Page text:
Health equity is a critical issue for Black folx, in general, but especially for Black same gender loving (SGL), Queer, and Trans identified individuals. These communities have historically faced discrimination and stigma, which has resulted in a lack of access to quality healthcare and a higher burden of illness. This is especially true for HIV, Covid-19, and MPox, which have had a disproportionate impact on these communities.

HIV, a virus that attacks the immune system, has had a devastating impact on the Black SGL community. According to the Centers for Disease Control and Prevention (CDC), Black gay and bisexual men are disproportionately affected by HIV, with rates that are eight times higher than those of white gay and bisexual men. This is due, in part, to a lack of access to HIV prevention and treatment services, as well as stigma and discrimination.

Covid-19, a respiratory illness caused by the novel coronavirus, has also had a disproportionate impact on Black and Brown communities, including Black SGL, Queer, and Trans individuals. According to data from the CDC, these communities have higher rates of Covid-19 infection and hospitalization compared to their white counterparts. This is due, in part, to structural inequalities such as inadequate access to healthcare, higher rates of underlying health conditions, implicit bias on behalf of providers and essential work that puts them at greater risk of exposure.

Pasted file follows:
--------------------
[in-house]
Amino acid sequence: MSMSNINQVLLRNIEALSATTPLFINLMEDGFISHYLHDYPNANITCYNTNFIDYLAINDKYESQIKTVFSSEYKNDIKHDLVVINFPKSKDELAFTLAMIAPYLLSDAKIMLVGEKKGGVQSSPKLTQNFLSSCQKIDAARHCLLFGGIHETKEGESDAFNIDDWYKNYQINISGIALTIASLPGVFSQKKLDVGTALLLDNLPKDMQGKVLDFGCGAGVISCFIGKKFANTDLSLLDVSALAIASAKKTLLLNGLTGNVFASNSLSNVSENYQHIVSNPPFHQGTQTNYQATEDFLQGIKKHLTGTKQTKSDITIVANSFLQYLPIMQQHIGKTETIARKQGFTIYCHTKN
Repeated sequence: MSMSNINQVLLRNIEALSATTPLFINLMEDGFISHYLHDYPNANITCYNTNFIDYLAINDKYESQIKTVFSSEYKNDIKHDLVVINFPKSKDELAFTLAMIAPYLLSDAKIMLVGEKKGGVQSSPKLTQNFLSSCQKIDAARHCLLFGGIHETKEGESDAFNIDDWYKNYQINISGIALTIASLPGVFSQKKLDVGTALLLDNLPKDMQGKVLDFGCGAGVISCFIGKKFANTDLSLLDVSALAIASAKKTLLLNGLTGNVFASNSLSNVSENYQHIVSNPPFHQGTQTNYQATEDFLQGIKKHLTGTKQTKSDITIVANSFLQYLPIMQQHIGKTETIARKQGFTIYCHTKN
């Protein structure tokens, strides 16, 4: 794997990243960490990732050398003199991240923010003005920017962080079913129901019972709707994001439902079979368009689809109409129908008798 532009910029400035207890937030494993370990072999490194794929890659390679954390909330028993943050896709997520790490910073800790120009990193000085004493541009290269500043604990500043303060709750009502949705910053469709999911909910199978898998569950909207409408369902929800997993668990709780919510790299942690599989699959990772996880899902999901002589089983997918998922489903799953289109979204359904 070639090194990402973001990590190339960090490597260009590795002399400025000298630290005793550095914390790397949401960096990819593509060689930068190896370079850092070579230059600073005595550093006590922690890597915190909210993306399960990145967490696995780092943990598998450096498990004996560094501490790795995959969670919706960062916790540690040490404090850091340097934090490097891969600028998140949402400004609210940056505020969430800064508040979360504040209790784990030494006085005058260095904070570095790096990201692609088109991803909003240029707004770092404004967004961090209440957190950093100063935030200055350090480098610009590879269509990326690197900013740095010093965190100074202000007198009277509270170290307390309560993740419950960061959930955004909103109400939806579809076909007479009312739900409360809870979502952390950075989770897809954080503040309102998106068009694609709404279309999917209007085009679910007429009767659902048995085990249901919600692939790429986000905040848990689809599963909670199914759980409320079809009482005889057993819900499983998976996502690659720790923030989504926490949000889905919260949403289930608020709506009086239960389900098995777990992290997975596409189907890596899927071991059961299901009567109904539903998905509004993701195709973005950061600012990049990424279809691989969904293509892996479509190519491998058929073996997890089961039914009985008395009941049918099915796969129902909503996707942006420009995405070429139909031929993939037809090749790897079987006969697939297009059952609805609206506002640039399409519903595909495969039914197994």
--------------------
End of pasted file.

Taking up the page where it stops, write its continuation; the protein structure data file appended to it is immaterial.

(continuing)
MPox, a disease that has plagued Africa for decades, is an example of how a lack of health equity can leave marginalized communities vulnerable. With MPox, though not often a deadly disease, it disproportionately impacted Black SGL, Queer, and Trans individuals. In many cases, communities without access to preventive measures such as vaccines and treatments, our communities are at a higher risk of contracting and dying from preventable illnesses like MPox.

The impact of HIV, Covid-19, and MPox on Black SGL, Queer, and Trans communities highlights the importance of health equity. Without it, these communities are left vulnerable to illness and death. To address this issue, we must work to eliminate barriers to healthcare and promote inclusivity and acceptance. This includes addressing issues such as stigma, discrimination, and inadequate access to healthcare. By working towards health equity, we can ensure that all individuals have the opportunity to lead healthy and fulfilling lives.

Larry L Walker 

Executive Director